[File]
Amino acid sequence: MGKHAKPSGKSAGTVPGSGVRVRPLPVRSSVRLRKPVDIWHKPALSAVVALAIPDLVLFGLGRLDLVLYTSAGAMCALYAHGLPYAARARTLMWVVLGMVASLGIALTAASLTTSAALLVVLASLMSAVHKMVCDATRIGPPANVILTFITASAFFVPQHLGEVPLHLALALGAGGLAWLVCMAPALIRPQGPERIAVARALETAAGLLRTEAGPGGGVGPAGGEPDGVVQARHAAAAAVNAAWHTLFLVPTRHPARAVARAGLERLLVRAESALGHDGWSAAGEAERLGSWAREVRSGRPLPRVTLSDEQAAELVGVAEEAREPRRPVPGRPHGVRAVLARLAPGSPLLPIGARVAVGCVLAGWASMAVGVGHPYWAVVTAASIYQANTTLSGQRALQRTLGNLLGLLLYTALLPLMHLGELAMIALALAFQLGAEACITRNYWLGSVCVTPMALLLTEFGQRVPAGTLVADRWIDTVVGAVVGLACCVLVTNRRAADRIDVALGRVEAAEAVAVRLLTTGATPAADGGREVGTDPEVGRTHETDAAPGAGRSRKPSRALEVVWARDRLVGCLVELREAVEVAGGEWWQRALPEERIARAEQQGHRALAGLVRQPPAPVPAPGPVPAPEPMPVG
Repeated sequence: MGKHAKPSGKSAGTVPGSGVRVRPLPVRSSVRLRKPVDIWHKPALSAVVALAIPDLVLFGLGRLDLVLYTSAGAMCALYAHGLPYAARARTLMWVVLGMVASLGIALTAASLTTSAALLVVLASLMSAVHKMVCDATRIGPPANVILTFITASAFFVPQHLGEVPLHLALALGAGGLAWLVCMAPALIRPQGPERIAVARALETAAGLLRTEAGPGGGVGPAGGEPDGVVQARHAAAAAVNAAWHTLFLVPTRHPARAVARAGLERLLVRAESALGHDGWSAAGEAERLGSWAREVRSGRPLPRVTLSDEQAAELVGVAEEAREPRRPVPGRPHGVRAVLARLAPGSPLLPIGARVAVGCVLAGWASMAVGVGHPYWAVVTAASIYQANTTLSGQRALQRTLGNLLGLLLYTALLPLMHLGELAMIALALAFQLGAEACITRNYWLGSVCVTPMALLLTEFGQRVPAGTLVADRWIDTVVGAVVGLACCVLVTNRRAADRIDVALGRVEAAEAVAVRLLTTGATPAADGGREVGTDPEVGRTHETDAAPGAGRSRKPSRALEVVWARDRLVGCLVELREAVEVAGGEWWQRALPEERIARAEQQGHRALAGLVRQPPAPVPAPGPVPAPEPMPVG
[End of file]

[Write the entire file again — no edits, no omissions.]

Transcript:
Amino acid sequence: MGKHAKPSGKSAGTVPGSGVRVRPLPVRSSVRLRKPVDIWHKPALSAVVALAIPDLVLFGLGRLDLVLYTSAGAMCALYAHGLPYAARARTLMWVVLGMVASLGIALTAASLTTSAALLVVLASLMSAVHKMVCDATRIGPPANVILTFITASAFFVPQHLGEVPLHLALALGAGGLAWLVCMAPALIRPQGPERIAVARALETAAGLLRTEAGPGGGVGPAGGEPDGVVQARHAAAAAVNAAWHTLFLVPTRHPARAVARAGLERLLVRAESALGHDGWSAAGEAERLGSWAREVRSGRPLPRVTLSDEQAAELVGVAEEAREPRRPVPGRPHGVRAVLARLAPGSPLLPIGARVAVGCVLAGWASMAVGVGHPYWAVVTAASIYQANTTLSGQRALQRTLGNLLGLLLYTALLPLMHLGELAMIALALAFQLGAEACITRNYWLGSVCVTPMALLLTEFGQRVPAGTLVADRWIDTVVGAVVGLACCVLVTNRRAADRIDVALGRVEAAEAVAVRLLTTGATPAADGGREVGTDPEVGRTHETDAAPGAGRSRKPSRALEVVWARDRLVGCLVELREAVEVAGGEWWQRALPEERIARAEQQGHRALAGLVRQPPAPVPAPGPVPAPEPMPVG
Repeated sequence: MGKHAKPSGKSAGTVPGSGVRVRPLPVRSSVRLRKPVDIWHKPALSAVVALAIPDLVLFGLGRLDLVLYTSAGAMCALYAHGLPYAARARTLMWVVLGMVASLGIALTAASLTTSAALLVVLASLMSAVHKMVCDATRIGPPANVILTFITASAFFVPQHLGEVPLHLALALGAGGLAWLVCMAPALIRPQGPERIAVARALETAAGLLRTEAGPGGGVGPAGGEPDGVVQARHAAAAAVNAAWHTLFLVPTRHPARAVARAGLERLLVRAESALGHDGWSAAGEAERLGSWAREVRSGRPLPRVTLSDEQAAELVGVAEEAREPRRPVPGRPHGVRAVLARLAPGSPLLPIGARVAVGCVLAGWASMAVGVGHPYWAVVTAASIYQANTTLSGQRALQRTLGNLLGLLLYTALLPLMHLGELAMIALALAFQLGAEACITRNYWLGSVCVTPMALLLTEFGQRVPAGTLVADRWIDTVVGAVVGLACCVLVTNRRAADRIDVALGRVEAAEAVAVRLLTTGATPAADGGREVGTDPEVGRTHETDAAPGAGRSRKPSRALEVVWARDRLVGCLVELREAVEVAGGEWWQRALPEERIARAEQQGHRALAGLVRQPPAPVPAPGPVPAPEPMPVG